Greece has made dismantling migrant trafficking rings a "key national priority", according to statements made by the country's Minister of Migration and Asylum, Notis Mitarachi.
In an address to the International Organization for Migration (IOM) at the 113th meeting of the Council of the IOM in Geneva, Mitarachi stressed that Greece will not allow smugglers to decide who enters Greek and European territories.
"It is our national priority to identify and dismantle the networks of traffickers," he said, noting that "it is crucial to maintain the integrity of the asylum system and the Geneva Convention," he said.
Mitarachi pointed out that Greece, while having to manage disproportionate immigration burdens for the country's capabilities, implemented "a strict but fair immigration policy, protecting borders and controlling illegal immigration based on International Law, while also opening avenues for legal immigration," citing the agreements made with nations such as Bangladesh and Egypt.
Athens has been at pains to lean more on the EU in handling the migration issue going forward. Only late last month, Mitarachi urged the EU to urgently intervene and relocate the 500 migrants that Greek authorities rescued at sea in what was the latest high-profile migrant search and rescue operation in the country.
There have been a flurry of such rescues and tragic shipwrecks that have taken place in Greek waters for the last few months.
Greece-Frontex reach new agreement over "irregular" migrants
In related developments in Greece, Mitarachi last week met with Frontex officials and announced that the government has reached a new agreement on cooperation for the voluntary returns of "irregular" migrants.
The ministry and Frontex agreed on a series of activities which are expected to bring better results in the process of returning irregular migrants to their countries of origin, they announced.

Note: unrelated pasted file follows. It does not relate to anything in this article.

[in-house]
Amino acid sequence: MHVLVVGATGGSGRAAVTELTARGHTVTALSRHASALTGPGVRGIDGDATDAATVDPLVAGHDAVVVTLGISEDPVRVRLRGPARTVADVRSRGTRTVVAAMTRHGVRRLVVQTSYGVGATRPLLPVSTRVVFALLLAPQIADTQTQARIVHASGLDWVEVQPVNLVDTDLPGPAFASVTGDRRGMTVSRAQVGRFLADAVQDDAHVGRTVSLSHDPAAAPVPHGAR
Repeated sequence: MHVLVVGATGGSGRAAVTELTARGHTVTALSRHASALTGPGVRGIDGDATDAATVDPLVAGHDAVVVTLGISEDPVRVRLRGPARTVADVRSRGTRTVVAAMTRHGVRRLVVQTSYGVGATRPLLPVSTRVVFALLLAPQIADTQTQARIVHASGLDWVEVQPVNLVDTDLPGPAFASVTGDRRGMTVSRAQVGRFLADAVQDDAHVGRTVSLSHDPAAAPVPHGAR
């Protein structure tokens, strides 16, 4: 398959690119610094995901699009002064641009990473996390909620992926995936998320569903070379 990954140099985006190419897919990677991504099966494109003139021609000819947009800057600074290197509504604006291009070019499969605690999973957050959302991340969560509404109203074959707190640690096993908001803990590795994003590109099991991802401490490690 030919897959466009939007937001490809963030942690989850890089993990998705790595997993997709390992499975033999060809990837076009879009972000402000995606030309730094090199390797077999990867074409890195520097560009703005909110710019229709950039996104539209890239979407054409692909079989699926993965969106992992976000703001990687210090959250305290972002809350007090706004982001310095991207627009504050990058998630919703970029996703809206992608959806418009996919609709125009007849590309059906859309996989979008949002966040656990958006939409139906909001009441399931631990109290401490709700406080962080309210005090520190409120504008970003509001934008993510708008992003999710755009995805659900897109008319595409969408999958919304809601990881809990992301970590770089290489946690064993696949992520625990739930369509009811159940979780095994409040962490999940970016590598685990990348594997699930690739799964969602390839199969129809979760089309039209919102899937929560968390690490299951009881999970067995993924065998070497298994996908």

A statement on the ministry's website said: "Frontex will provide tools and technical support, at an administrative and operational level, throughout the process followed for voluntary returns. The relevant action plan is expected to be signed in the next few days in Brussels and immediately afterwards a Special Group will be set up to monitor its implementation, in which the European Return Center of Frontex and officials of the Greek Ministry of Migration and Asylum and the Hellenic Police will participate."
Elaionas camp in Athens shut down
Meanwhile, Mitarachi also announced the closure of the Elaionas refugee camp on Wednesday (November 30). The camp, which had operated since 2015, housed around 1,500 refugees at the peak of its use, but the space, like many others in the Attica region and beyond, is being wound down as the government continues to redistribute asylum populations to other areas of the country, and to other EU member states.
"Those applying for asylum have been cleared without incident and all that is left is to clear the shelters. We are returning the space to the Athenians as we had vowed," he said via a statement shared on social media.